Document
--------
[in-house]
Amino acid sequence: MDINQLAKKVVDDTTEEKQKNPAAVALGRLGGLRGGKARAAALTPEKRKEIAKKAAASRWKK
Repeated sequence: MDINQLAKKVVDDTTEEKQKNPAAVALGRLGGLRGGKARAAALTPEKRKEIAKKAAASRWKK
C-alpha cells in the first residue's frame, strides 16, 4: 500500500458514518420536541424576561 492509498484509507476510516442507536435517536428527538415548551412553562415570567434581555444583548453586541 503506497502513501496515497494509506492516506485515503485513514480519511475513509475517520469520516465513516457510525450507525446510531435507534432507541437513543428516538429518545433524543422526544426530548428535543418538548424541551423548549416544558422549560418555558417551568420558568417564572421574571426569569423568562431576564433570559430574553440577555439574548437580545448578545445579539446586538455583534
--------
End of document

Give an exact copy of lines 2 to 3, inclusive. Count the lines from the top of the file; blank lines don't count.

Amino acid sequence: MDINQLAKKVVDDTTEEKQKNPAAVALGRLGGLRGGKARAAALTPEKRKEIAKKAAASRWKK
Repeated sequence: MDINQLAKKVVDDTTEEKQKNPAAVALGRLGGLRGGKARAAALTPEKRKEIAKKAAASRWKK